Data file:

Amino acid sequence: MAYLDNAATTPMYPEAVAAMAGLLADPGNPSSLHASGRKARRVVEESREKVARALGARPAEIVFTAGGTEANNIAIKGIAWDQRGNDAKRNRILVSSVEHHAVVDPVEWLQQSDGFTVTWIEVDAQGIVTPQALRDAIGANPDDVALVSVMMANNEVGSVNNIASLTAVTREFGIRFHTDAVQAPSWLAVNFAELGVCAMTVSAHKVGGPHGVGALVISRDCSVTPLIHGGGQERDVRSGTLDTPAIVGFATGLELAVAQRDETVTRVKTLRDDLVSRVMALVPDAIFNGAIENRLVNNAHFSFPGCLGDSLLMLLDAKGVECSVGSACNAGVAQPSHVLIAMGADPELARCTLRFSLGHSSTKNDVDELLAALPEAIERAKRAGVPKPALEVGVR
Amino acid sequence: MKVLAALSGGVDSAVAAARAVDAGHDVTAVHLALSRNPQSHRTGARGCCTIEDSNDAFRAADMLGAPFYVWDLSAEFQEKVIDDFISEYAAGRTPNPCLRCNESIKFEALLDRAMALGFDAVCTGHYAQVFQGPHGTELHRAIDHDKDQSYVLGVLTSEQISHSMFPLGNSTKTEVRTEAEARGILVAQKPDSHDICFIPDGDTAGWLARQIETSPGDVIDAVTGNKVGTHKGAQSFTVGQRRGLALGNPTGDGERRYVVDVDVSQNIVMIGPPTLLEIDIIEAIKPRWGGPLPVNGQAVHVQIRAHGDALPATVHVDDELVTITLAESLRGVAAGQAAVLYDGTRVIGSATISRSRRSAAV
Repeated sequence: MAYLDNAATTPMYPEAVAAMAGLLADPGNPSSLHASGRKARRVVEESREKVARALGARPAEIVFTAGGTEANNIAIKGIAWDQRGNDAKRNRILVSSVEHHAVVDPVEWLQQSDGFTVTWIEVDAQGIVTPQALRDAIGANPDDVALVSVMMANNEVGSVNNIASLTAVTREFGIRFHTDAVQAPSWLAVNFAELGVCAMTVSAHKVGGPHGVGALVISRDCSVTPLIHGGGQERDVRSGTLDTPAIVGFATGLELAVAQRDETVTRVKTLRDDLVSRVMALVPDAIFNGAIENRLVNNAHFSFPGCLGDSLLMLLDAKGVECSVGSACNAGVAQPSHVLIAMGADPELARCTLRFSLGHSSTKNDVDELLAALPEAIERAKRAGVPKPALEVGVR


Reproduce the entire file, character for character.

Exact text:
Amino acid sequence: MAYLDNAATTPMYPEAVAAMAGLLADPGNPSSLHASGRKARRVVEESREKVARALGARPAEIVFTAGGTEANNIAIKGIAWDQRGNDAKRNRILVSSVEHHAVVDPVEWLQQSDGFTVTWIEVDAQGIVTPQALRDAIGANPDDVALVSVMMANNEVGSVNNIASLTAVTREFGIRFHTDAVQAPSWLAVNFAELGVCAMTVSAHKVGGPHGVGALVISRDCSVTPLIHGGGQERDVRSGTLDTPAIVGFATGLELAVAQRDETVTRVKTLRDDLVSRVMALVPDAIFNGAIENRLVNNAHFSFPGCLGDSLLMLLDAKGVECSVGSACNAGVAQPSHVLIAMGADPELARCTLRFSLGHSSTKNDVDELLAALPEAIERAKRAGVPKPALEVGVR
Amino acid sequence: MKVLAALSGGVDSAVAAARAVDAGHDVTAVHLALSRNPQSHRTGARGCCTIEDSNDAFRAADMLGAPFYVWDLSAEFQEKVIDDFISEYAAGRTPNPCLRCNESIKFEALLDRAMALGFDAVCTGHYAQVFQGPHGTELHRAIDHDKDQSYVLGVLTSEQISHSMFPLGNSTKTEVRTEAEARGILVAQKPDSHDICFIPDGDTAGWLARQIETSPGDVIDAVTGNKVGTHKGAQSFTVGQRRGLALGNPTGDGERRYVVDVDVSQNIVMIGPPTLLEIDIIEAIKPRWGGPLPVNGQAVHVQIRAHGDALPATVHVDDELVTITLAESLRGVAAGQAAVLYDGTRVIGSATISRSRRSAAV
Repeated sequence: MAYLDNAATTPMYPEAVAAMAGLLADPGNPSSLHASGRKARRVVEESREKVARALGARPAEIVFTAGGTEANNIAIKGIAWDQRGNDAKRNRILVSSVEHHAVVDPVEWLQQSDGFTVTWIEVDAQGIVTPQALRDAIGANPDDVALVSVMMANNEVGSVNNIASLTAVTREFGIRFHTDAVQAPSWLAVNFAELGVCAMTVSAHKVGGPHGVGALVISRDCSVTPLIHGGGQERDVRSGTLDTPAIVGFATGLELAVAQRDETVTRVKTLRDDLVSRVMALVPDAIFNGAIENRLVNNAHFSFPGCLGDSLLMLLDAKGVECSVGSACNAGVAQPSHVLIAMGADPELARCTLRFSLGHSSTKNDVDELLAALPEAIERAKRAGVPKPALEVGVR